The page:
A Case For Caution

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The reason to be cautious in the market today is not due to lack of growth. The (projected) growth is there, however, investors are paying a premium for this growth at an unsustainable rate.

Three primary risks in the market today:

Risk-free (treasury yield) is increasing, dynamic yield curve flattening.

You are paying a premium for growth in sales and earnings.

A fool’s market

Case One: Risk-free (treasury yield) is increasing, dynamic yield curve flattening


10-year T-Bill Yield, image source: www.multpl.com

In the above chart, the risk-free rate 10-year treasury yield is just starting to creep upwards.

When looking at the dynamic yield curve above, notice the flat red line just prior to the recession in 2008. The yield curve is starting to flatten today signaling a potential market correction (look below).

Below is how the yield curve looks in a growth market.

Case Two: Paying a Premium for Growth

For the first time in many years, you are paying a Price to Sales ratio of over 2.0. Sales are increasing in many stocks across the S&P 500, however, you are now paying a premium for that growth. In fact, you are paying twice as much for those same sales compared to 2009.

S&P 500 Price to Sales Ratio, image source: www.multpl.com

From an earnings perspective, investors are also paying a hefty premium. The S&P 500 “Shiller P/E” ratio which is the average inflation adjusted P/E ratio from the previous 10 years is also high at nearly 33. The normal P/E ratio for the S&P 500 is 24 versus a long-term average of 16. If you look at the PEG ratio (PE / EPS Growth) you won’t be able to find many quality stocks at a bargain. One example of a bargain stock we own in our Wide-Moat Profitable Growth Portfolio is TD Ameritrade (AMTD) which has a PEG of 0.55. Typically, you want to find companies with a PEG ratio under 1.5 to signal you are not overpaying for the earnings growth.  If we were to divide the “Shiller PE” by the S&P 500 earnings growth rate of 15%, we’d arrive at a PEG ratio of 2 for the S&P 500 which is above a long-term average of 0.9.

Shiller P/E ratio, source: www.multpl.com

Case Three: A Fool’s Market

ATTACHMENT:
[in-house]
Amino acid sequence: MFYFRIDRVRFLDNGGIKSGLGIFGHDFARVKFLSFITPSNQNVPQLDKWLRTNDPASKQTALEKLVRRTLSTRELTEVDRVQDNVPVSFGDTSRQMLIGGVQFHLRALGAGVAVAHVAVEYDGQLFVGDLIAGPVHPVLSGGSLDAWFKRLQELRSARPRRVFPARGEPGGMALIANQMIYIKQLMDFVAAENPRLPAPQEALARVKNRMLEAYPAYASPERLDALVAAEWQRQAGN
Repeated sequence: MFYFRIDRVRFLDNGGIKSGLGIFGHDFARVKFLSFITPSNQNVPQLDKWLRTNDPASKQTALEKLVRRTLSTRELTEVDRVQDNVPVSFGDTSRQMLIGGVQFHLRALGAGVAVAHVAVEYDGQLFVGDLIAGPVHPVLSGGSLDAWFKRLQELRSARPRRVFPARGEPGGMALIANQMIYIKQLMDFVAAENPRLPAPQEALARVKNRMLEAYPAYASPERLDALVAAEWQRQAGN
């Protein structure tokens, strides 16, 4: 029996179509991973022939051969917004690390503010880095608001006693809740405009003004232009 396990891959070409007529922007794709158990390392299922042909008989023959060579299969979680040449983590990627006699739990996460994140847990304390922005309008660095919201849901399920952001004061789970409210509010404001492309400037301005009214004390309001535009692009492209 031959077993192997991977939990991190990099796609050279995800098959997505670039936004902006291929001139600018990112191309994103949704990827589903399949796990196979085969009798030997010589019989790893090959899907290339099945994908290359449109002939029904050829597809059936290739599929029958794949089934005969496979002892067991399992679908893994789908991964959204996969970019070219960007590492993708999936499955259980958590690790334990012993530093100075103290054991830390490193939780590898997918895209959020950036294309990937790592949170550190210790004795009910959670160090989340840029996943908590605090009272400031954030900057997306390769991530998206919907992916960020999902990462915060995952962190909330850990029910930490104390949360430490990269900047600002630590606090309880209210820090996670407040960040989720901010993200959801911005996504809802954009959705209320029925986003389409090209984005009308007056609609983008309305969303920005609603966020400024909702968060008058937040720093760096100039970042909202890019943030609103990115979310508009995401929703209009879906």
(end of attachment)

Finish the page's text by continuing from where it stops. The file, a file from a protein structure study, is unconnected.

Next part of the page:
Admittedly, I consider this final argument a bit speculative, but you can see the data and conclude as you like.

First of all, the raw interest in the search term “S&P 500 Index” (all charts below from Google Trends only US) has increased considerably. The search for “P/E” has declined indicating a potential lack of interest in a very common valuation metric. The search for “growth stocks” has risen considerably supporting the fact that investors are searching for growth and are less concerned about what they pay for it.

The search term “S&P 500 Index”
the search term “P/E”
the search term “growth stocks”

Key Takeaways

If you were to sit on cash and try to time the market, Peter Lynch proved that even if you bought stocks at market highs, the US stock market has always recovered and then some. In fact, consistently buying stocks has always been proven to outperform those who try to time the market by exiting and trying to enter at what they feel is an “opportune” time.

The market is due for a correction, many people know this, however no one knows when it will happen (myself included). The most important thing you can do is remain invested in quality businesses that have wide-economic moats. During market down cycles, strong businesses can often take advantage of these periods to find bargain buys, find ways to improve and cut costs, and take share from competitors. Now more than ever it is important to be extremely selective with your individual stock holdings.

Thanks for reading!

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